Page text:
Stebbins, R.  (2000)  'The Extraprofessional Life: Leisure, Retirement and Unemployment', in Current Sociology, 48(1): 1 -- 18.

[This is an interesting piece in that it extends the classic work of Parker on the relations between work and leisure, and also offers some useful definitions of matters such as serious leisure and flow. There is a lot of empirical research cited, often American or Canadian, but clearly much more needs to be done].

Professionals have been seen as sharing a  'distinctive set of shared values, attitudes and expectations' which makes their work particularly appealing and challenging. Not all actual professionals would describe their work in this way, and sometimes the interest wanes.  [At this stage, a whole lot of critical work on the professional is evoked, that which claims that bureaucratisation is threatening professional autonomy, for example. Stebbins does not cite this material directly, nor does he seem to think that the term  'professional' is not a fixed attribute but something which is negotiable]. Instead, Stebbins prefers  'a common-sense dictionary definition of profession' [not as systematic as Parsons's classic ideal type] -- a vocation, requiring knowledge and training and so on.

Stebbins (3) cites Csikszentmihalyi  (1990)  and argues that the experience of the professional often displays the central characteristics of 'flow':

'1. Sense of competence in executing the activity;
2. Requirement of concentration;
3. Activity has clear goals;
4. Activity allows immediate feedback;
5. Sense of deep, focused involvement in the activity;
6. Sense of control in completing the activities; a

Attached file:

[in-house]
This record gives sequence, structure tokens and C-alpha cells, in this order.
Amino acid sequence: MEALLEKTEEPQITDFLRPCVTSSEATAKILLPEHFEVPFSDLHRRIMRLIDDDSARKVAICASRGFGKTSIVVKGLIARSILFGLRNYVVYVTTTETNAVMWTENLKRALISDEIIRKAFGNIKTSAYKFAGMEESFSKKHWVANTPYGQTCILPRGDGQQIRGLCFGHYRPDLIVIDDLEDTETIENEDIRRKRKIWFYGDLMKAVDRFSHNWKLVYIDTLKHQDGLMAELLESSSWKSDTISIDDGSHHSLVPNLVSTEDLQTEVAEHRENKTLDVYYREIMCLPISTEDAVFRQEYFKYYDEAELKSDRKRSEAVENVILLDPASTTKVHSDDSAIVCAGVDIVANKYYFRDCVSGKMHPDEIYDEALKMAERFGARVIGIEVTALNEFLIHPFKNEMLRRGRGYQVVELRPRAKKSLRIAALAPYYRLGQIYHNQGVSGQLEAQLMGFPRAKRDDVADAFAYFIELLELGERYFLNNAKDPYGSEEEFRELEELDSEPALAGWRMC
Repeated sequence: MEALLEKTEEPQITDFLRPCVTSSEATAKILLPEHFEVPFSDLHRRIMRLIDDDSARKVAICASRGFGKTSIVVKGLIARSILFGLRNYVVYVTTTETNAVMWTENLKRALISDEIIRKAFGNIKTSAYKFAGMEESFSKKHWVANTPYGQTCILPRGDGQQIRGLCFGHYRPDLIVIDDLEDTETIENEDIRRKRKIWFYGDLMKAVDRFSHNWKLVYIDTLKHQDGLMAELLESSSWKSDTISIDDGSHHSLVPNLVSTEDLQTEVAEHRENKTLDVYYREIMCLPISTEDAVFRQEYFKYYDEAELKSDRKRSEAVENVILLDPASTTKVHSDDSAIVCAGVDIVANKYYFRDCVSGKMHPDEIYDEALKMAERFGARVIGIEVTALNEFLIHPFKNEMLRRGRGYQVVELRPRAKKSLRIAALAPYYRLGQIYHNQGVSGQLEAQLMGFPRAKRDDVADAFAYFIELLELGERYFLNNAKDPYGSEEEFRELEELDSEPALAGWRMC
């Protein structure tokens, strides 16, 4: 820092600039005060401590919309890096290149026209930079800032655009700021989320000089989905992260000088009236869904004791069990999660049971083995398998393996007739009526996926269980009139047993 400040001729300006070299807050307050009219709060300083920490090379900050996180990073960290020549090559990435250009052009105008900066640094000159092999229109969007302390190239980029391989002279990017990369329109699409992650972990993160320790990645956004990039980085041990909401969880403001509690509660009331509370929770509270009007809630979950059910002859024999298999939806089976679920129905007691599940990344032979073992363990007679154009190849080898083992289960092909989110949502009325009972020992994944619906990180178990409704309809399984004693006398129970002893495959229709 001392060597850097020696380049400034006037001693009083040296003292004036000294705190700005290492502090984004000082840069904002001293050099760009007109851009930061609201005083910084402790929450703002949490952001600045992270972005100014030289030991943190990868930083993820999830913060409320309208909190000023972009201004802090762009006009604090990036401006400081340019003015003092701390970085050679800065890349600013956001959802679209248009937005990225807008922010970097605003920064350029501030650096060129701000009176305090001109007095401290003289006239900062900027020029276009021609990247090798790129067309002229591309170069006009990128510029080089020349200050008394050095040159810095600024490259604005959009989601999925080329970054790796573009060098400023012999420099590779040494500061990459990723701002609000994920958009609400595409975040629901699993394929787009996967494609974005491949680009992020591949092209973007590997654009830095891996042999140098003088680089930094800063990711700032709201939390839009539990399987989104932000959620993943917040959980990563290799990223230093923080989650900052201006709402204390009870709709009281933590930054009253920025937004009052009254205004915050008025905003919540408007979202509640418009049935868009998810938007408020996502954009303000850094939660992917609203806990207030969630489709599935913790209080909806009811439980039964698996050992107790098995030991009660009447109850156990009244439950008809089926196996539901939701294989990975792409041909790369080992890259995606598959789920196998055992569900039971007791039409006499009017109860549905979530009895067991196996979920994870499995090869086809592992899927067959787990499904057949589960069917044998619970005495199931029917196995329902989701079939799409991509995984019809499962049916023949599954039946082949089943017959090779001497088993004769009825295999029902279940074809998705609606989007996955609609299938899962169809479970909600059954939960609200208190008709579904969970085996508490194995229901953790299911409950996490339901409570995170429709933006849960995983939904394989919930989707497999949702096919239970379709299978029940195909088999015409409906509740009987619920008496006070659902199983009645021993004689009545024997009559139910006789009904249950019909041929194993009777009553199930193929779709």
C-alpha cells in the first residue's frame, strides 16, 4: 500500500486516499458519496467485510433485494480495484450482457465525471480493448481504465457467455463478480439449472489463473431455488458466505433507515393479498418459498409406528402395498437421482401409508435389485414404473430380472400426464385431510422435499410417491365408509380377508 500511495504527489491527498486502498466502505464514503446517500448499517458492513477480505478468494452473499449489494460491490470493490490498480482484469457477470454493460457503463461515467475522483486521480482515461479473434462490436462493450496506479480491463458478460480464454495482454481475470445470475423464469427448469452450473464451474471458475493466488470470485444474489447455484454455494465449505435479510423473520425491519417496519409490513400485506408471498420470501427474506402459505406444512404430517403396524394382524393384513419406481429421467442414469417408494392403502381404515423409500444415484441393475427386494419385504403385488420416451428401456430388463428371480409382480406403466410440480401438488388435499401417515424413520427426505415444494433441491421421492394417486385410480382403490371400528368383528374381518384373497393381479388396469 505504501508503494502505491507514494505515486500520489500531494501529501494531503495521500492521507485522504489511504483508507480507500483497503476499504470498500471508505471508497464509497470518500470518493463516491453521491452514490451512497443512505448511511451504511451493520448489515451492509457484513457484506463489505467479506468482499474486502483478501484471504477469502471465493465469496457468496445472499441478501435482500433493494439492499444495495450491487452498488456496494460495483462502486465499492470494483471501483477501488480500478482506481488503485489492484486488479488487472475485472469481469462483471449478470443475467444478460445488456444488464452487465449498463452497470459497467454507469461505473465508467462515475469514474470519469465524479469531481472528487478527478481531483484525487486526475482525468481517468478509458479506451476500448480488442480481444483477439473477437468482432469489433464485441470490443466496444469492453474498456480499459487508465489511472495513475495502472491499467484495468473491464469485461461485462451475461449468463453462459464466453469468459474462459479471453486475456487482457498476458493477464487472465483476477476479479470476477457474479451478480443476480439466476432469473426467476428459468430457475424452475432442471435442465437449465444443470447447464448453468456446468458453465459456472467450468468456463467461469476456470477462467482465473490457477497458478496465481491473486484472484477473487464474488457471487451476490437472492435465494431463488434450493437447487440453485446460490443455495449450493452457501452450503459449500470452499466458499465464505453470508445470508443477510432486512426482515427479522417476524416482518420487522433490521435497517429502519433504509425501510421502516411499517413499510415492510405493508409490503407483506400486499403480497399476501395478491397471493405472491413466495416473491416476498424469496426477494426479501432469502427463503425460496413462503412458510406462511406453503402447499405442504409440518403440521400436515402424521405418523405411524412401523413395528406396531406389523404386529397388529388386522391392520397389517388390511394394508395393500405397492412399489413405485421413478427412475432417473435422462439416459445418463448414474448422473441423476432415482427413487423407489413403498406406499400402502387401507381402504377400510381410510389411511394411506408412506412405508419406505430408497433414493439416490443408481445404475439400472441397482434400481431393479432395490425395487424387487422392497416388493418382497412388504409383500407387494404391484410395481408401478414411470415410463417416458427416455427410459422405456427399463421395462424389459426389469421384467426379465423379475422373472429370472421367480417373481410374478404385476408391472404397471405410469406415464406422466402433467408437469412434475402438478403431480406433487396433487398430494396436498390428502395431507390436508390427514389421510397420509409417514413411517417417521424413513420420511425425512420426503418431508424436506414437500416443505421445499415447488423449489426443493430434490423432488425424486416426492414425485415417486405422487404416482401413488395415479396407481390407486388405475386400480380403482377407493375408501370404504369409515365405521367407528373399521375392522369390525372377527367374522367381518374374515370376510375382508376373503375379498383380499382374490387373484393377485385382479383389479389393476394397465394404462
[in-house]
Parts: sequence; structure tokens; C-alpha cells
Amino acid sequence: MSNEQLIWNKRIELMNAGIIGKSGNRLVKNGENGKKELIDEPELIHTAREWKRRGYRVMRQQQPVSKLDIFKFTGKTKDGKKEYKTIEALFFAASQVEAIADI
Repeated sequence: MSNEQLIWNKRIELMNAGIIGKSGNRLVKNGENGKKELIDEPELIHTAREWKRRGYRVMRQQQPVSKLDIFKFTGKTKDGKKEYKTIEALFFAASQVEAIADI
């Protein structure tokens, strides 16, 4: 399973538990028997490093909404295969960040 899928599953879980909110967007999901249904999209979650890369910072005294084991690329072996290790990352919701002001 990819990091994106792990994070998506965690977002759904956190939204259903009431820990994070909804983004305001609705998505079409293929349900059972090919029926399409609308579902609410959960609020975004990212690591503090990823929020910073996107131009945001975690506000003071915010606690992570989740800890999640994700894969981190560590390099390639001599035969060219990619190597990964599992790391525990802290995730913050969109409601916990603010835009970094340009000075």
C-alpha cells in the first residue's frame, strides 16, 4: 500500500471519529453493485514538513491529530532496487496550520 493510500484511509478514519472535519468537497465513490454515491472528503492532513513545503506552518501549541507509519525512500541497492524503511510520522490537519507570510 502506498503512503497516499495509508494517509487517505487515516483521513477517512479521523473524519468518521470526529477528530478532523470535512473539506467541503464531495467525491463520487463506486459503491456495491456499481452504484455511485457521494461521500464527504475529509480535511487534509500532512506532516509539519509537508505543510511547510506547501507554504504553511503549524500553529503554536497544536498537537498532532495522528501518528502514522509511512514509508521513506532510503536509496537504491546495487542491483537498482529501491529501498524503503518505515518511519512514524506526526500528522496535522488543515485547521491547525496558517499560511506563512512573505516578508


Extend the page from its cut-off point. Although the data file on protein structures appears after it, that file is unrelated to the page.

7. Loss of self consciousness during the activity;
8. Sense of time is truncated during the activity'

These characteristics are rewarding and valued and leads some people to see work as indistinguishable from leisure. This is the positive side of those who are 'workaholics'. As a result, professionals use their free time in leisure activities that produce similar pleasures or that involve meeting other professionals. In particular, professionals tend to engage in more serious leisure and less casual leisure:  'Serious leisure is the systematic pursuit of an amateur, hobbyist or volunteer activity sufficiently substantial and interesting in nature for the participant to find a career there in the acquisition and expression of the combination of its special skills, knowledge and experience  (Stebbins, 1992: 3).' (4). Casual leisure is everything else [a rather unsatisfactory residual category as Stebbins himself recognised].

It is possible to further subdivide the activities. Thus  'hobbyists have been grouped in five categories: collectors, makers and tinkers, activity participants... players of sports and games... and the liberal arts hobbies' (5). Volunteering takes place in no less than 17 areas of everyday life, such as 'health... education... human relationships... recreation... religion... civic affairs... politics' (5) .

Serious leisure is leisure rather than work because it conforms to Kaplan's classic definitions:

'1. An antithesis to "work" as an economic function;
2. A pleasant expectation and recollection;
3. A minimum of involuntary social - role obligations;
4. A psychological perception of freedom;
5. Having a close relation to values of the culture;
6. Ranging from inconsequence and insignificance to weightiness and importance;
7. Often, but not necessarily, an activity characterised by the element of play' (5)

Parker is cited as support for the view that professionals have an extension pattern of leisure. This can be direct, as in the 'busman's holiday', or indirect. Here, leisure activities can be distinctively different from work although offering the same pleasures. Role-playing fantasy games as a leisure activity for students would be an example  (6).